# Thread: Interesting little endgame study

1. ## Interesting little endgame study

This is the position that Garry W showed me a couple of weeks back:

 FEN Viewer

White is to play.

Black is threatening to promote his pawn on d2, either by moving his Bishop to f3 checking the White king, or simply by playing the Bishop to e2, threatening to promote on the next move.

With best play, can White draw?

I thought the solution was quite clever and worth sharing here, but can anyone figure it out by themselves first?

2. cd3?

(Did I say that right? I guess it could also be Rd3.)

It gets rid of his chance of promotion.

3. Hi Pharoah, thank you for posting.

1.Rd3 was the first move I tried when first faced with this problem!

(Note that in chess notation we would only use 1.cd3 only if a pawn on the 'c' file was making a capture on d3. Where another piece is involved we use the capital letter for that piece (eg R for Rook) with the exception of "N" for Knight, as we don't want it to get confused with the King! ).

The trouble with 1.Rd3 however is that after:

1.Rd3 Bf3+

White is now in check, and must either move his king, or capture the bishop with his rook.

2.Rxf3 leads to an immediate 2... d2-d1=Q (Black promotes to a Queen giving him a winning endgame of King, Queen & Pawn versus King & Rook).

Moving the King on the second move is no less palatable for White, eg:

2.Ka7 d2-d1=Q
3.Rxd1 (capturing the queen) 3... Bxd1 (Black captures the rook)

Black now has a position of King, Pawn & Bishop versues a lone King. Black will be able to promote his pawn (on d3) to a Queen by keeping White's King away from the promotion square with his own King & Bishop.

That seems to rule out the first move 1.Rd3, however White has some other first moves that you might like to try. What can White do to prevent Black from promoting that pawn within the next couple of moves?

4. Further to EE's post, there is an interesting nuance in the line described.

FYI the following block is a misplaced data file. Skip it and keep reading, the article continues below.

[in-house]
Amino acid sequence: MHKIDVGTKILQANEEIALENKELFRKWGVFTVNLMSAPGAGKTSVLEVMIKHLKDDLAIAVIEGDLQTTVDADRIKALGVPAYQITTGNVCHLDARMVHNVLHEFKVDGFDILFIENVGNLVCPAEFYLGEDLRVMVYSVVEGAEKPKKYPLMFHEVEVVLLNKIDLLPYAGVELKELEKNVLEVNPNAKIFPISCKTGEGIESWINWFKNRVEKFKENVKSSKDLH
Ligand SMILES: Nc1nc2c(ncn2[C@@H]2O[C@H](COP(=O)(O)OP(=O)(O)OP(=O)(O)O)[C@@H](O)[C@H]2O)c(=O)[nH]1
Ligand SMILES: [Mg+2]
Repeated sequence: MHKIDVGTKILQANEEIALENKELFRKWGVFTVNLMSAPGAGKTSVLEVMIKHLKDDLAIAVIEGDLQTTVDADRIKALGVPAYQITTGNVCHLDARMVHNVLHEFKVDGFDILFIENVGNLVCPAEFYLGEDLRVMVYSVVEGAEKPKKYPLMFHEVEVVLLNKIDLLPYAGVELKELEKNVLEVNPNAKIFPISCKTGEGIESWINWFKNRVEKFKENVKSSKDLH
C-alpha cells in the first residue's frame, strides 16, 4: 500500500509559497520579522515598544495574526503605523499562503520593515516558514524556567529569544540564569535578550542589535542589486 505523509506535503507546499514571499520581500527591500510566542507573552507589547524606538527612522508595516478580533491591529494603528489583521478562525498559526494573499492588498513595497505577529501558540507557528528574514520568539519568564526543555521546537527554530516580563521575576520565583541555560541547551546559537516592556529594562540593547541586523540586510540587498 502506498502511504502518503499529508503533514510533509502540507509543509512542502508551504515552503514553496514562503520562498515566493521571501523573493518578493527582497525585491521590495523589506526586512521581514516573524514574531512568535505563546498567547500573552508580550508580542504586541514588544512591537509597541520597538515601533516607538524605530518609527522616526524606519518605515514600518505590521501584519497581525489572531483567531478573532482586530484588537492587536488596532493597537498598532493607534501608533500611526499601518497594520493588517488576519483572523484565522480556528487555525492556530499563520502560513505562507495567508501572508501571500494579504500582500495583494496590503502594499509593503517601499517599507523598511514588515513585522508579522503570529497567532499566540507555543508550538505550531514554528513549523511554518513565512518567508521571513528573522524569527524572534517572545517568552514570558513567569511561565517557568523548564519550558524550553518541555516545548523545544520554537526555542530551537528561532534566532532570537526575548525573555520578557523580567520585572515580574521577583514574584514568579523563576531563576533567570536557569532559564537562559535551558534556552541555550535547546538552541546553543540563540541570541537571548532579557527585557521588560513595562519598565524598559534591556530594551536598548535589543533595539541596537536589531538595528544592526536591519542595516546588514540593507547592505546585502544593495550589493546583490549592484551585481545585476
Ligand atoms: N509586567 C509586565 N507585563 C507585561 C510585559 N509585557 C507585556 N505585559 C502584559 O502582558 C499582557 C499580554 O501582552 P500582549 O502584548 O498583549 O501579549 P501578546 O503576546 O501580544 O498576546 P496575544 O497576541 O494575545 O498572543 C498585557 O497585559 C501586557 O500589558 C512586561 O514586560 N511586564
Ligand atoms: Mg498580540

1. Rd3 Bf3+
2. Kb8 d1=Q
3. Kc7

And now the white king is half a step behind the pawn. However the pawn cannot simply win the foot race due to the bishop needing to get out the way first. EG:

3. ... d5
4. Kd6 d4
5. Kd5 d3
6. Kd4 d2
7. Kd3 and wins the pawn next move.

I thought this worth mentioning because although it is not the solution, it may be an idea that the solution requires in some variation that I haven't thought of. Black finds the win with:

3. ... d5
4. Kd6 Bf3 -+

1.Rd3 Bf3+
2.Kb8 d1=Q
3.Kc7

Black were to play:

3... Qxd3 (capturing the rook) ?

6. Originally Posted by ElevatorEscapee

1.Rd3 Bf3+
2.Kb8 d1=Q
3.Kc7

Black were to play:

3... Qxd3 (capturing the rook) ?
ahem... I appear to have omited a move

3. Rxd1 Bxd1
4. Kc7 etc

To be fair, I didn't point out the mistakes in your notation

7. Thanks for the clarification Boris

In your analysis, Boris, you are of course correct, after winning the rook, Black can simply move his pawn to a white square, protect it with his Bishop (so the White king can't capture it) and bring up his own King to decide the matter.

I would like to apologize for any confusion I may have caused with my style of notation. By alternating between shorterened algebraic and extended algebraic I was trying to make sure that people understood the moves I was attempting to describe rather than strictly trying to adhere to one form of notation.

8. Originally Posted by ElevatorEscapee
Thanks for the clarification Boris

In your analysis, Boris, you are of course correct, after winning the rook, Black can simply move his pawn to a white square, protect it with his Bishop (so the White king can't capture it) and bring up his own King to decide the matter.